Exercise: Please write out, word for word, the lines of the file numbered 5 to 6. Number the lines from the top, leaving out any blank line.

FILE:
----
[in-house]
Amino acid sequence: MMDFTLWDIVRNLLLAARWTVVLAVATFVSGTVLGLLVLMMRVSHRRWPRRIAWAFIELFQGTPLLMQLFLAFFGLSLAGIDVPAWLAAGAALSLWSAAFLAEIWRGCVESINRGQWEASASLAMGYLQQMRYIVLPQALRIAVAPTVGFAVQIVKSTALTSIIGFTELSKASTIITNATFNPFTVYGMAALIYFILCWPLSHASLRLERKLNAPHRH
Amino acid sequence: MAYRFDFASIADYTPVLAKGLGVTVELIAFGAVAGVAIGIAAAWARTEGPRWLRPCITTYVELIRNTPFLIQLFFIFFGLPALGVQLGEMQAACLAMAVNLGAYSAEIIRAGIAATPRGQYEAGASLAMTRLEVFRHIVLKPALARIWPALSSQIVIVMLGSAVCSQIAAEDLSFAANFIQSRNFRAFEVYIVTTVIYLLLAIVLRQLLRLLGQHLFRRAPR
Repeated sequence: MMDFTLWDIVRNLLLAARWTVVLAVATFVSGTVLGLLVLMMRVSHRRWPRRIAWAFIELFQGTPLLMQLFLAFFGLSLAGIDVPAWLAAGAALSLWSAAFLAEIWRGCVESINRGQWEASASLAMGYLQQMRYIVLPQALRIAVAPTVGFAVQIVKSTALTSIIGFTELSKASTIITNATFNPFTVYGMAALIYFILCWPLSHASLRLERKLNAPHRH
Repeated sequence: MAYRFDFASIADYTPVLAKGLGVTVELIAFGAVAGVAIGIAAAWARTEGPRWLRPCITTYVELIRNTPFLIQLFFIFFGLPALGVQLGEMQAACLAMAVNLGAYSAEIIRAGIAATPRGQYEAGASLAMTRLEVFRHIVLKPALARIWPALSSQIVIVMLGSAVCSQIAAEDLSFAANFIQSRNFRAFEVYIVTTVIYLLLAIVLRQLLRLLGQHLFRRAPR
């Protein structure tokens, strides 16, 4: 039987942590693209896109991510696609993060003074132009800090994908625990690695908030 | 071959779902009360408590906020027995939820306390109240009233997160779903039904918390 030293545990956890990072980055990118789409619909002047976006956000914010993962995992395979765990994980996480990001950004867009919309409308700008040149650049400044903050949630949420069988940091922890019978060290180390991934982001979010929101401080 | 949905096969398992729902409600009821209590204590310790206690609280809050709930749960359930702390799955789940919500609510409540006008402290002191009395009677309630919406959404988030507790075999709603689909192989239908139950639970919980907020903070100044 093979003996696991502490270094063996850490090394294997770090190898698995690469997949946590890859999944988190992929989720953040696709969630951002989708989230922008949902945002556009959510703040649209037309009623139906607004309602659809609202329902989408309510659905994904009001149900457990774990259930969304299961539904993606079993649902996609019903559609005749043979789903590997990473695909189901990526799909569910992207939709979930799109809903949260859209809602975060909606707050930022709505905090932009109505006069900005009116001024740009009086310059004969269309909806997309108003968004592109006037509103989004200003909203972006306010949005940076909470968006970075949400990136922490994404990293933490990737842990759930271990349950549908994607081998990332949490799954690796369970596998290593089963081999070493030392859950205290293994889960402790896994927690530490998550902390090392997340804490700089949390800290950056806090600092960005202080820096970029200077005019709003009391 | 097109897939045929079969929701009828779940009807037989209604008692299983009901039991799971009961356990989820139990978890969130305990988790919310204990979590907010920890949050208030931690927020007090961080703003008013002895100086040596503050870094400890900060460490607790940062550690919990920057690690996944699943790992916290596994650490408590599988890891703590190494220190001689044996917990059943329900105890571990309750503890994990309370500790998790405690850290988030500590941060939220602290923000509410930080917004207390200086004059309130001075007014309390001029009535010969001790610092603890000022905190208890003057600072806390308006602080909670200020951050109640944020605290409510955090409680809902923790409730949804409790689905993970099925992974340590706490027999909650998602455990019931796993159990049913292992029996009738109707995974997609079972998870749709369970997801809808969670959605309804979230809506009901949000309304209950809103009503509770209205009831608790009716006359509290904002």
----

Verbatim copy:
Repeated sequence: MAYRFDFASIADYTPVLAKGLGVTVELIAFGAVAGVAIGIAAAWARTEGPRWLRPCITTYVELIRNTPFLIQLFFIFFGLPALGVQLGEMQAACLAMAVNLGAYSAEIIRAGIAATPRGQYEAGASLAMTRLEVFRHIVLKPALARIWPALSSQIVIVMLGSAVCSQIAAEDLSFAANFIQSRNFRAFEVYIVTTVIYLLLAIVLRQLLRLLGQHLFRRAPR
């Protein structure tokens, strides 16, 4: 039987942590693209896109991510696609993060003074132009800090994908625990690695908030 | 071959779902009360408590906020027995939820306390109240009233997160779903039904918390 030293545990956890990072980055990118789409619909002047976006956000914010993962995992395979765990994980996480990001950004867009919309409308700008040149650049400044903050949630949420069988940091922890019978060290180390991934982001979010929101401080 | 949905096969398992729902409600009821209590204590310790206690609280809050709930749960359930702390799955789940919500609510409540006008402290002191009395009677309630919406959404988030507790075999709603689909192989239908139950639970919980907020903070100044 093979003996696991502490270094063996850490090394294997770090190898698995690469997949946590890859999944988190992929989720953040696709969630951002989708989230922008949902945002556009959510703040649209037309009623139906607004309602659809609202329902989408309510659905994904009001149900457990774990259930969304299961539904993606079993649902996609019903559609005749043979789903590997990473695909189901990526799909569910992207939709979930799109809903949260859209809602975060909606707050930022709505905090932009109505006069900005009116001024740009009086310059004969269309909806997309108003968004592109006037509103989004200003909203972006306010949005940076909470968006970075949400990136922490994404990293933490990737842990759930271990349950549908994607081998990332949490799954690796369970596998290593089963081999070493030392859950205290293994889960402790896994927690530490998550902390090392997340804490700089949390800290950056806090600092960005202080820096970029200077005019709003009391 | 097109897939045929079969929701009828779940009807037989209604008692299983009901039991799971009961356990989820139990978890969130305990988790919310204990979590907010920890949050208030931690927020007090961080703003008013002895100086040596503050870094400890900060460490607790940062550690919990920057690690996944699943790992916290596994650490408590599988890891703590190494220190001689044996917990059943329900105890571990309750503890994990309370500790998790405690850290988030500590941060939220602290923000509410930080917004207390200086004059309130001075007014309390001029009535010969001790610092603890000022905190208890003057600072806390308006602080909670200020951050109640944020605290409510955090409680809902923790409730949804409790689905993970099925992974340590706490027999909650998602455990019931796993159990049913292992029996009738109707995974997609079972998870749709369970997801809808969670959605309804979230809506009901949000309304209950809103009503509770209205009831608790009716006359509290904002």